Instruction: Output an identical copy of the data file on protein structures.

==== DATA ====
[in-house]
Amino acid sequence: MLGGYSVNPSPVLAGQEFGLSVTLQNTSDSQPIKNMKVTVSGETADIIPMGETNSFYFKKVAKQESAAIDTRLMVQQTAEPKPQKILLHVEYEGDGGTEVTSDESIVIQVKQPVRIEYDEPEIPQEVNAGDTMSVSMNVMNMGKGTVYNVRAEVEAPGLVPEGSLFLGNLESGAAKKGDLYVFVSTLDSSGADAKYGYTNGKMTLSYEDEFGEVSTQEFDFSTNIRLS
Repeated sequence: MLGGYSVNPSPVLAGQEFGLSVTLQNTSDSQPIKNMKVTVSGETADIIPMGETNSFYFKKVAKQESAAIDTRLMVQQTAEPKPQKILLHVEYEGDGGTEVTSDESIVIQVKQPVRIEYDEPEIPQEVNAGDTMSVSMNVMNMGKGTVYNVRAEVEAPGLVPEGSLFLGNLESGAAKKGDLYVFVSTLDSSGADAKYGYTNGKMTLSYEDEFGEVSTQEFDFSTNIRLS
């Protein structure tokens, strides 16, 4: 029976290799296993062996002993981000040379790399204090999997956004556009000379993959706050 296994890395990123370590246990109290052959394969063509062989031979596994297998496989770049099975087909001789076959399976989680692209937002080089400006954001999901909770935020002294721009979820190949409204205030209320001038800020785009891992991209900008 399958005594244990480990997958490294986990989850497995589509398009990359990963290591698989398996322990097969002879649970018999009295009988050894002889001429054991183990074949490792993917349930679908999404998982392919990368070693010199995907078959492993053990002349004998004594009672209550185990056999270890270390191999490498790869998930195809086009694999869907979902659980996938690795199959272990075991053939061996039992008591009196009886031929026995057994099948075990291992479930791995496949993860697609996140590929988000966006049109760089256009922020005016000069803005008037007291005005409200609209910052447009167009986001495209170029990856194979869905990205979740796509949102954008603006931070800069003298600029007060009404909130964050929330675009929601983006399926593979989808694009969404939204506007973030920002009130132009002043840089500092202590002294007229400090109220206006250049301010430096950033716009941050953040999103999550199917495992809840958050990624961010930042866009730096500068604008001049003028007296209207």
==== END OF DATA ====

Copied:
[in-house]
Amino acid sequence: MLGGYSVNPSPVLAGQEFGLSVTLQNTSDSQPIKNMKVTVSGETADIIPMGETNSFYFKKVAKQESAAIDTRLMVQQTAEPKPQKILLHVEYEGDGGTEVTSDESIVIQVKQPVRIEYDEPEIPQEVNAGDTMSVSMNVMNMGKGTVYNVRAEVEAPGLVPEGSLFLGNLESGAAKKGDLYVFVSTLDSSGADAKYGYTNGKMTLSYEDEFGEVSTQEFDFSTNIRLS
Repeated sequence: MLGGYSVNPSPVLAGQEFGLSVTLQNTSDSQPIKNMKVTVSGETADIIPMGETNSFYFKKVAKQESAAIDTRLMVQQTAEPKPQKILLHVEYEGDGGTEVTSDESIVIQVKQPVRIEYDEPEIPQEVNAGDTMSVSMNVMNMGKGTVYNVRAEVEAPGLVPEGSLFLGNLESGAAKKGDLYVFVSTLDSSGADAKYGYTNGKMTLSYEDEFGEVSTQEFDFSTNIRLS
């Protein structure tokens, strides 16, 4: 029976290799296993062996002993981000040379790399204090999997956004556009000379993959706050 296994890395990123370590246990109290052959394969063509062989031979596994297998496989770049099975087909001789076959399976989680692209937002080089400006954001999901909770935020002294721009979820190949409204205030209320001038800020785009891992991209900008 399958005594244990480990997958490294986990989850497995589509398009990359990963290591698989398996322990097969002879649970018999009295009988050894002889001429054991183990074949490792993917349930679908999404998982392919990368070693010199995907078959492993053990002349004998004594009672209550185990056999270890270390191999490498790869998930195809086009694999869907979902659980996938690795199959272990075991053939061996039992008591009196009886031929026995057994099948075990291992479930791995496949993860697609996140590929988000966006049109760089256009922020005016000069803005008037007291005005409200609209910052447009167009986001495209170029990856194979869905990205979740796509949102954008603006931070800069003298600029007060009404909130964050929330675009929601983006399926593979989808694009969404939204506007973030920002009130132009002043840089500092202590002294007229400090109220206006250049301010430096950033716009941050953040999103999550199917495992809840958050990624961010930042866009730096500068604008001049003028007296209207």